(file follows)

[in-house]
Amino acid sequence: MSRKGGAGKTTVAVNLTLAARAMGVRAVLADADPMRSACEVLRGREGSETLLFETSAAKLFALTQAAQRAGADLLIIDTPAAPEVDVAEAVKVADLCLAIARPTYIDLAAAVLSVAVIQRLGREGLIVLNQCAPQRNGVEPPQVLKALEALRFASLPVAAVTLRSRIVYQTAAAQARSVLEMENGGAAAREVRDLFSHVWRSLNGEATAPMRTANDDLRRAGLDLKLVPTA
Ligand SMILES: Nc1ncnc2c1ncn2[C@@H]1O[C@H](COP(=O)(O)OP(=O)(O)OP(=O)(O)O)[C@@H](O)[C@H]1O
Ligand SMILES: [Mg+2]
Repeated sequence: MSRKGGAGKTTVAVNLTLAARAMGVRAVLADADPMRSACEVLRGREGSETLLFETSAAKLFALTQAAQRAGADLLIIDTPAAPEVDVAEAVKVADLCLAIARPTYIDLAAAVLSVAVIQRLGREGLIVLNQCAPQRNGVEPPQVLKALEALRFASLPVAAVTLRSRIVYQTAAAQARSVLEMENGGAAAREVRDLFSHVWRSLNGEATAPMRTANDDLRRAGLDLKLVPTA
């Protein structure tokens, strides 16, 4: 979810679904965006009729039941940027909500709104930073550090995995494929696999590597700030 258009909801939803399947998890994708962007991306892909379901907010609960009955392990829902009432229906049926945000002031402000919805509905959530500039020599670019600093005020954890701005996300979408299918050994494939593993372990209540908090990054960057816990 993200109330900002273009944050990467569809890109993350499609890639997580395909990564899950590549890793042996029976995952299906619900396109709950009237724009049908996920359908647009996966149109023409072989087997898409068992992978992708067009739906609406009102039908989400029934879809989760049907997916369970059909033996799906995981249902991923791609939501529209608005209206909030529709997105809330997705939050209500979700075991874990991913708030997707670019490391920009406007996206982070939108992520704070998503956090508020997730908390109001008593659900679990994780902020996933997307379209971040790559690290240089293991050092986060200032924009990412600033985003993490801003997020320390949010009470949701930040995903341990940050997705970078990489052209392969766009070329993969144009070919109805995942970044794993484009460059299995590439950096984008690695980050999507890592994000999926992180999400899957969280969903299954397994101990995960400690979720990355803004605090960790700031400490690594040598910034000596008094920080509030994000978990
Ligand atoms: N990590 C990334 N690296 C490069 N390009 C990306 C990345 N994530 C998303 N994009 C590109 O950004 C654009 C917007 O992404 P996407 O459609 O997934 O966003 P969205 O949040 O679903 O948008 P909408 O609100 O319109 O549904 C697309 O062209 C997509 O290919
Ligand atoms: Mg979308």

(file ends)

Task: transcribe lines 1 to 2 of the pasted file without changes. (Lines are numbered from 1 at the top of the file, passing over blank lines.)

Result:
[in-house]
Amino acid sequence: MSRKGGAGKTTVAVNLTLAARAMGVRAVLADADPMRSACEVLRGREGSETLLFETSAAKLFALTQAAQRAGADLLIIDTPAAPEVDVAEAVKVADLCLAIARPTYIDLAAAVLSVAVIQRLGREGLIVLNQCAPQRNGVEPPQVLKALEALRFASLPVAAVTLRSRIVYQTAAAQARSVLEMENGGAAAREVRDLFSHVWRSLNGEATAPMRTANDDLRRAGLDLKLVPTA